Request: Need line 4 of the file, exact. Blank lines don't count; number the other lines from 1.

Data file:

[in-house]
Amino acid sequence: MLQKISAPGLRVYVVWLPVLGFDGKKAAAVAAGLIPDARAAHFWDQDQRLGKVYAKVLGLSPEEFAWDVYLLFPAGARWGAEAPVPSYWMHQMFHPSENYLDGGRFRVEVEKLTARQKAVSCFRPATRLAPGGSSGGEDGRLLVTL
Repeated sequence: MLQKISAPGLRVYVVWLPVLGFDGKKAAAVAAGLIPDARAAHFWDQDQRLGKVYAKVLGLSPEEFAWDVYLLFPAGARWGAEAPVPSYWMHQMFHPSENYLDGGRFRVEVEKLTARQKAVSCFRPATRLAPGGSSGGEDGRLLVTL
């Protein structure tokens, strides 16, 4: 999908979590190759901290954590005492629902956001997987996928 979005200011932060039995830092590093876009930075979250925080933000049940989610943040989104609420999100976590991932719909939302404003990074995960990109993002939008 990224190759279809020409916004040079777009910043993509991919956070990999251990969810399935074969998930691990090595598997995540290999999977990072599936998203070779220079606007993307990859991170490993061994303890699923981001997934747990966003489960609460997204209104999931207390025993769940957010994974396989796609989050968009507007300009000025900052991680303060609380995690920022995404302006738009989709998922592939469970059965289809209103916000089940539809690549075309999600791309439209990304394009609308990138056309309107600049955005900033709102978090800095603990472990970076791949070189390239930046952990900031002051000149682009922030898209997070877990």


């Protein structure tokens, strides 16, 4: 999908979590190759901290954590005492629902956001997987996928 979005200011932060039995830092590093876009930075979250925080933000049940989610943040989104609420999100976590991932719909939302404003990074995960990109993002939008 990224190759279809020409916004040079777009910043993509991919956070990999251990969810399935074969998930691990090595598997995540290999999977990072599936998203070779220079606007993307990859991170490993061994303890699923981001997934747990966003489960609460997204209104999931207390025993769940957010994974396989796609989050968009507007300009000025900052991680303060609380995690920022995404302006738009989709998922592939469970059965289809209103916000089940539809690549075309999600791309439209990304394009609308990138056309309107600049955005900033709102978090800095603990472990970076791949070189390239930046952990900031002051000149682009922030898209997070877990």